Not too long ago my husband and I were sitting around and decided we needed a new table for our back patio. Our current patio table is a small, glass top, round table. It also only has 3 wrought iron chairs. That table has been around far too long, and now that there are 6 of us, we need something we can ALL sit at and enjoy outside.
As I was hunting around for plans, I came across a WONDERFUL website with 100’s of free plans on it. If you like to build, and you like free, I suggest you check out the Ana White website. It is absolutely amazing! You can find almost anything on there, and that is where we found the plans to our farmhouse table. Make sure you print these out, you need to have them as a handy reference. (You can find PART 2 by clicking here, and the bench tutorial by clicking here)
What makes this table so amazing is that you can also find the same thing on the Anthropologie website, but for a cool $2,000. How about building your own and spending less than $200? (Shanty2Chic was inspiring with this project, and did this table off of the Ana White plans and spent $65. It cost us a bit more after lumber, screws, stain, and finish.)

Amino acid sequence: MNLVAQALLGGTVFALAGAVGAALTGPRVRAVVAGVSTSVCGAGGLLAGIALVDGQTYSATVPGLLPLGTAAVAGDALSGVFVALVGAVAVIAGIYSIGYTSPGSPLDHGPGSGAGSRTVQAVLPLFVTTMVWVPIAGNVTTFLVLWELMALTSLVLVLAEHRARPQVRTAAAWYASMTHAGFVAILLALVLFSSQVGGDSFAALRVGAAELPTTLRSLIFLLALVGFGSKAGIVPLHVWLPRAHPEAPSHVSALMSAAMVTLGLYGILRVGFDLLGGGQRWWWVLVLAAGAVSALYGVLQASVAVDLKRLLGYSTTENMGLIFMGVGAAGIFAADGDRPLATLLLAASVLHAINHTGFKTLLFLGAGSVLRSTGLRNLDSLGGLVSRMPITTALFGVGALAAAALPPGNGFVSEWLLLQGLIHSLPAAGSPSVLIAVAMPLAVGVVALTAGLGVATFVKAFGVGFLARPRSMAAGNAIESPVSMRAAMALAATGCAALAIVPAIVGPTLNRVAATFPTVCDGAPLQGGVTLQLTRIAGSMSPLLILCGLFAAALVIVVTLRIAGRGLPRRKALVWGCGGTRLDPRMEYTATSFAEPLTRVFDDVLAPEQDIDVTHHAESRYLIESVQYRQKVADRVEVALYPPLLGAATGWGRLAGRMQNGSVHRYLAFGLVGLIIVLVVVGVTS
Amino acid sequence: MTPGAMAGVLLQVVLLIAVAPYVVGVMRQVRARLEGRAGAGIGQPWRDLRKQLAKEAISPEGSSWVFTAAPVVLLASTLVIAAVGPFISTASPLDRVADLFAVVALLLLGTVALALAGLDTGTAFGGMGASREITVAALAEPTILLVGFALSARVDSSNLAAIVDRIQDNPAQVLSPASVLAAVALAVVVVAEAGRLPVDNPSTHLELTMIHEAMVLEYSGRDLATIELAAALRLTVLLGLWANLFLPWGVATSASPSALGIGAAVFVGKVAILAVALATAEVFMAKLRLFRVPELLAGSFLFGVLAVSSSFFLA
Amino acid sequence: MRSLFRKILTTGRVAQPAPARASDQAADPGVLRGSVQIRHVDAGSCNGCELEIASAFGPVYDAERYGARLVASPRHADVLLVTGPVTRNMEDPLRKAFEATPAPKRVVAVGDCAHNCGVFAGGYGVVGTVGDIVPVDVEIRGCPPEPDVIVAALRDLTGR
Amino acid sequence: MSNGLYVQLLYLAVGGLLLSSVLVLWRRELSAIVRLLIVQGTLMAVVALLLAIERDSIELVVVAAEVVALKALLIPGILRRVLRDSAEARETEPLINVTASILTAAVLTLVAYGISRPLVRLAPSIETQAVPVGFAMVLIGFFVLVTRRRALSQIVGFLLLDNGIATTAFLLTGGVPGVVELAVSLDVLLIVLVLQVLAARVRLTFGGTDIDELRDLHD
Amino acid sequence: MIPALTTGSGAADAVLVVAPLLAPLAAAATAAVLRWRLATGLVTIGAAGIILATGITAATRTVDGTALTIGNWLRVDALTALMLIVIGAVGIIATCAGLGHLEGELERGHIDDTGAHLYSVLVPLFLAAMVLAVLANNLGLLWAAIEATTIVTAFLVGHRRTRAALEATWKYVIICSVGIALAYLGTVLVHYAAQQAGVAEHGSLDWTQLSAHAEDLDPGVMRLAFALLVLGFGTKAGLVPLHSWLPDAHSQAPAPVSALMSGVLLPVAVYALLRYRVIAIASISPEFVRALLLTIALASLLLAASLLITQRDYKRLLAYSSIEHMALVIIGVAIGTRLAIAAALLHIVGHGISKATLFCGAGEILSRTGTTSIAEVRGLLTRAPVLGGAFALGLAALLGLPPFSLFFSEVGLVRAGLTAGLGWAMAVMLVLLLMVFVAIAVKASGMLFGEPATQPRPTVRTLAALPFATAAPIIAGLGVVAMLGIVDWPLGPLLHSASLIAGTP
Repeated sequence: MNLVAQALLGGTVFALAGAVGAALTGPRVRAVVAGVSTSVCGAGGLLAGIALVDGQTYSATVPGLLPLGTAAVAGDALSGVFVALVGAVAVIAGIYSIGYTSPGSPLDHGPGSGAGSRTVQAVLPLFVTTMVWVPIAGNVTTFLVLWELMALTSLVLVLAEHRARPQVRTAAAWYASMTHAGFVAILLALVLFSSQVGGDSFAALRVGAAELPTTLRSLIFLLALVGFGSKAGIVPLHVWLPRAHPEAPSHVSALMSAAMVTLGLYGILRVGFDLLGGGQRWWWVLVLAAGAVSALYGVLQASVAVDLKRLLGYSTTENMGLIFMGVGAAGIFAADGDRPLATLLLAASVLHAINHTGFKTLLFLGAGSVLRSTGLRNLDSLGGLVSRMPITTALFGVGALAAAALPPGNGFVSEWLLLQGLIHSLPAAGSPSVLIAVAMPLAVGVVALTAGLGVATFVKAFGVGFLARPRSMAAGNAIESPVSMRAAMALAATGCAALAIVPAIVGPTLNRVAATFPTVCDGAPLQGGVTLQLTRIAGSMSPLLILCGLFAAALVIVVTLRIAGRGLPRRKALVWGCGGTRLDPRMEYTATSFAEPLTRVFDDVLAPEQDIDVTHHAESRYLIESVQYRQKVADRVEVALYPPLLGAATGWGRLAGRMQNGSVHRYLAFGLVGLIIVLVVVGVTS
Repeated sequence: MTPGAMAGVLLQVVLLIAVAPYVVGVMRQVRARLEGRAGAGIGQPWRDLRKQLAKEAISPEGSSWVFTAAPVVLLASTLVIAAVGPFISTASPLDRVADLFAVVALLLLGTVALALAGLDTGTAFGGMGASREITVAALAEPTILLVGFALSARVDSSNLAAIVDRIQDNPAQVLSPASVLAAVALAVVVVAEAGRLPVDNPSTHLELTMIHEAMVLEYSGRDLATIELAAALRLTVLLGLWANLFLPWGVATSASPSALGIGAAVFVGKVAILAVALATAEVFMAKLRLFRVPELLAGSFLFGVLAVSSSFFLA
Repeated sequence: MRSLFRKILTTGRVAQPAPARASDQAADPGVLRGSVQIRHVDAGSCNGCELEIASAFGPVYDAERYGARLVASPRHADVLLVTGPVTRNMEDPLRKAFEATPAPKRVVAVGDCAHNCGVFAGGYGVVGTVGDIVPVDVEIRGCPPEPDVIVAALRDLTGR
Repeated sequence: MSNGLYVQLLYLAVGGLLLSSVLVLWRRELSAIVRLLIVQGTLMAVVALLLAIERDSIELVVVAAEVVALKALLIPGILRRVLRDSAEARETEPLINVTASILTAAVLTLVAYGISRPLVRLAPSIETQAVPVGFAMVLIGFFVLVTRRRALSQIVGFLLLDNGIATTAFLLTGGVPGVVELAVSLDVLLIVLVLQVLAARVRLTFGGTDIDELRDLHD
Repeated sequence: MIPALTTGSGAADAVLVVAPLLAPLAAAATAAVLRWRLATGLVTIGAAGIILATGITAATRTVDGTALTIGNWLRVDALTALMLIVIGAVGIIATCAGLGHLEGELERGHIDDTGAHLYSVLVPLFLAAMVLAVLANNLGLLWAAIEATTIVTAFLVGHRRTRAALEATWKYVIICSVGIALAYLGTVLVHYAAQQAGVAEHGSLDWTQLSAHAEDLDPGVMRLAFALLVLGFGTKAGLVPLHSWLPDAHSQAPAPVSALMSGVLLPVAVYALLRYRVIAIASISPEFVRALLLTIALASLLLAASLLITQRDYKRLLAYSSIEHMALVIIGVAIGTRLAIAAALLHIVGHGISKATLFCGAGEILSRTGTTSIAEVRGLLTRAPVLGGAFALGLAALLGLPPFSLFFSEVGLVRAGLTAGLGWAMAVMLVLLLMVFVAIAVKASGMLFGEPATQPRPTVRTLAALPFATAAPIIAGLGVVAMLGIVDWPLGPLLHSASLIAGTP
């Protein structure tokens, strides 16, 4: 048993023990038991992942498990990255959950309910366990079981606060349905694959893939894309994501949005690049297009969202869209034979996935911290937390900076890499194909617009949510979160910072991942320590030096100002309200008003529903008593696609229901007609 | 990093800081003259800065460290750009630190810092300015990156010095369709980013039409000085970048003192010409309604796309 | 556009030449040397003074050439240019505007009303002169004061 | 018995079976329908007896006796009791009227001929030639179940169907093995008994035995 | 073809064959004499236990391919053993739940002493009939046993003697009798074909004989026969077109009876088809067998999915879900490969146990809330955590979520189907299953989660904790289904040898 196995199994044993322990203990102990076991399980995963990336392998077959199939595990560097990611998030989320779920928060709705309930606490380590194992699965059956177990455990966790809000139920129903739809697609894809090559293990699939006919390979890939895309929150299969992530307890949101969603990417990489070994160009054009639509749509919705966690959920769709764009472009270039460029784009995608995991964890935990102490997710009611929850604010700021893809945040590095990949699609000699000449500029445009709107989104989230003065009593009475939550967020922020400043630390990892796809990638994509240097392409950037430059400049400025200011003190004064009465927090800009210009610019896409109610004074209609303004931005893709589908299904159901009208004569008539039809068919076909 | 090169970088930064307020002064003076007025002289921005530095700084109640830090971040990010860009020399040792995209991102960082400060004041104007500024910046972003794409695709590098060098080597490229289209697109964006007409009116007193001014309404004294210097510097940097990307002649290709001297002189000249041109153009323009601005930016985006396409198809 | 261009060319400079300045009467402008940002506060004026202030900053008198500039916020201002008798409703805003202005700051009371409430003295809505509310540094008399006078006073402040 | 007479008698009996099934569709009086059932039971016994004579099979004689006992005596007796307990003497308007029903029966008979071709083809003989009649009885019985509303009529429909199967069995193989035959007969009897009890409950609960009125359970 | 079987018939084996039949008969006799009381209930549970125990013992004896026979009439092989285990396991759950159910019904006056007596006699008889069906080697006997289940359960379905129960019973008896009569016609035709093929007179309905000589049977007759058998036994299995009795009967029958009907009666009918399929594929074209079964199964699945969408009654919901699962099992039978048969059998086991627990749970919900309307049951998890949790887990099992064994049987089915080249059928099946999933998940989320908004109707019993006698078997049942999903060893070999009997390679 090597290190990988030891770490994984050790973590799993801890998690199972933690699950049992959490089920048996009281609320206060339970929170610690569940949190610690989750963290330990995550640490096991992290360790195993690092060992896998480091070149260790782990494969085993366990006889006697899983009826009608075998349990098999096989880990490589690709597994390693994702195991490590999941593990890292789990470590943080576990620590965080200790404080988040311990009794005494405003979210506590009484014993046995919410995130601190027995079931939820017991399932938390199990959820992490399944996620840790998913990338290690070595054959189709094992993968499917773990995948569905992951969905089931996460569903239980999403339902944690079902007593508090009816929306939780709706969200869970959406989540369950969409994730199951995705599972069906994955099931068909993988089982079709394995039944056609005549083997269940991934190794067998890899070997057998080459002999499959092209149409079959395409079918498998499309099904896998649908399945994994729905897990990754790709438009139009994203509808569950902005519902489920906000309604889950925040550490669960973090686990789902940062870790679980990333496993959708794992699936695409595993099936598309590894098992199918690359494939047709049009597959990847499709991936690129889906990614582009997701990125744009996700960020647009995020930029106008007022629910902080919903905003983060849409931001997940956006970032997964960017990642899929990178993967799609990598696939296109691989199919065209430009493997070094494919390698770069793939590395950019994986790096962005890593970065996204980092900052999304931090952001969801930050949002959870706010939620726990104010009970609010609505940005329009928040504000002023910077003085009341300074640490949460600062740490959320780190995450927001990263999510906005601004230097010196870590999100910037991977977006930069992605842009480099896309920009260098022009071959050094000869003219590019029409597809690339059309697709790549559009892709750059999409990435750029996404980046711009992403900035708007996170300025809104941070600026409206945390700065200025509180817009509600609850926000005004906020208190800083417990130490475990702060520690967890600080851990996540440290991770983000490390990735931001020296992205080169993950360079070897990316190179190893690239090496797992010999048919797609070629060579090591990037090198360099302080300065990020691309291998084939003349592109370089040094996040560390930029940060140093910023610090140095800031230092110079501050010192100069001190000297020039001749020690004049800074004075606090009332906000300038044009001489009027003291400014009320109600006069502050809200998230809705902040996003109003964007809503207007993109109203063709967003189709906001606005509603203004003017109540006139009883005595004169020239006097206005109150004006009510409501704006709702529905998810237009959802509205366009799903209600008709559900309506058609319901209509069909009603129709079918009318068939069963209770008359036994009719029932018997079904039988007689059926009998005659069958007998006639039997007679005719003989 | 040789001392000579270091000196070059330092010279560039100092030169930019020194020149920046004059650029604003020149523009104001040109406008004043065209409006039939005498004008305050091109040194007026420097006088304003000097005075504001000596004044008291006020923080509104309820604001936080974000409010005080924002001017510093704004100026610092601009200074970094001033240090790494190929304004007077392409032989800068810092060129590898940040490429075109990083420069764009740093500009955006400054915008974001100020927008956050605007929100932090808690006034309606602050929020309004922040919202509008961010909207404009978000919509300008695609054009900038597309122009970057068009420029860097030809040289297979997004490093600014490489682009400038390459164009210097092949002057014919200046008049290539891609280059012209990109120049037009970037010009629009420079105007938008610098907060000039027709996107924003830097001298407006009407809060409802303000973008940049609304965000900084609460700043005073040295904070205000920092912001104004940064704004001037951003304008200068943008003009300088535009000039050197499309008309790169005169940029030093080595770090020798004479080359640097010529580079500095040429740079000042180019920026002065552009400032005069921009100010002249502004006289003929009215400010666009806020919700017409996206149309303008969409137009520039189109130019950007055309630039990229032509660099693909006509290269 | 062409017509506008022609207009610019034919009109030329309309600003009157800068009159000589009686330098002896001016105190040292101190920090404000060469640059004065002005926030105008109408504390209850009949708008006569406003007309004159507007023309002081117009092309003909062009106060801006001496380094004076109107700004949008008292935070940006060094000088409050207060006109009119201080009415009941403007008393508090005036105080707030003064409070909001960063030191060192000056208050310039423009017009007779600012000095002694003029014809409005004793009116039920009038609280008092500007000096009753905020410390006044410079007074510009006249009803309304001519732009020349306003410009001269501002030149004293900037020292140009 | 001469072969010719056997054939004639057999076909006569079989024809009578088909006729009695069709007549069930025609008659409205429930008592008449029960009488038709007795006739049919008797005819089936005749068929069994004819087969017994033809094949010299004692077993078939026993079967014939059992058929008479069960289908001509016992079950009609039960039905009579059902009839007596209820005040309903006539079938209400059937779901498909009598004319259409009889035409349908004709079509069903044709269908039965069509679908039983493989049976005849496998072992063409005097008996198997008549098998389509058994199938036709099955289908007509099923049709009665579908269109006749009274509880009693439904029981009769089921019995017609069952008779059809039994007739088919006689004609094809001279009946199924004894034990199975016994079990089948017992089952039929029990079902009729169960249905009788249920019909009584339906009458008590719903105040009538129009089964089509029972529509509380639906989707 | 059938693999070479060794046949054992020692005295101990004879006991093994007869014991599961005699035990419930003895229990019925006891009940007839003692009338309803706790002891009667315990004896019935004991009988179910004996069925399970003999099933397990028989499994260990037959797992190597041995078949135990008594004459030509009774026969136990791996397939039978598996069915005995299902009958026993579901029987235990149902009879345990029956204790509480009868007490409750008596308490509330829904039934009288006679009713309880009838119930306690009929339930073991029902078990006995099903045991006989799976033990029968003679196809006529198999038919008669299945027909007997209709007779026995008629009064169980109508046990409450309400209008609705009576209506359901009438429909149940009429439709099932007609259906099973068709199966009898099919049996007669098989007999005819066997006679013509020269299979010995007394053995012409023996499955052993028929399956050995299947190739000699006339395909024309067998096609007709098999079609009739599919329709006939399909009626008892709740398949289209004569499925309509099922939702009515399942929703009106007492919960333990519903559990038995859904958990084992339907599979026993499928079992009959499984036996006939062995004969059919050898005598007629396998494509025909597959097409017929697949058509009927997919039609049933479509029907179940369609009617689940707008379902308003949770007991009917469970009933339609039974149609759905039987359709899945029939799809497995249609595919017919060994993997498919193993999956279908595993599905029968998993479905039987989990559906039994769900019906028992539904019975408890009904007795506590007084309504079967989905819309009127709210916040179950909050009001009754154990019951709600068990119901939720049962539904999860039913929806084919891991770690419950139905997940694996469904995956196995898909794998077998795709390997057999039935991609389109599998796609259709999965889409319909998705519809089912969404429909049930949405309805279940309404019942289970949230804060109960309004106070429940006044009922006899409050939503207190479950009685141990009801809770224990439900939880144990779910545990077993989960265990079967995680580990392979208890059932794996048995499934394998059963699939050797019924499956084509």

This isn’t a tutorial showing you EXACTLY how to build this table, the plans are what you print out above. This is more of a GUIDE to help you along where we got a little lost. We are novices at this, so maybe you won’t get lost like we did sometimes.
Here is the last amazing thing before I dig in and tell you how we did this: This is the VERY FIRST project that my husband and I have built. (If we can do it, anyone can.) It just takes a little time, patience, and math. Remember to always measure twice, and cut once. We made a few mistakes, and I am going to show them to you with this guide so you know what to look for and don’t do the same.
First thing you want to do is go and buy your lumber. Try and make sure you are getting grade 1 lumber. You can’t usually find this at the big guys, it’s usually a local guy. The big store chains have grade 2 or less. What’s the difference? Cracks, bowing, and off angle cuts for grade 2 and below. You really have to search thru that lumber to find good pieces. I would suggest the local guy who has grade 1, and then you don’t have to worry about it.
A table saw or a hand held circular saw. One way or another, you need something to cut the wood.
You will need a TON of 2 1/2″ screws. I would suggest getting the Kreg 2 1/2″ screws, and preferably about 150 of them. You will need just about every one of them.
You need a sander. A mechanical one is easy, but be careful. You can quickly ruin your masterpiece if you aren’t familiar with one. I sanded down most of our table by hand. Yep. Hand. We put a lot of hard work into this table, and I wanted it to show. Remember to always sand WITH the grain, never against it.
Grab your drill, you are going to use it A LOT. (I really like using my drill, I have no idea why, I just do.)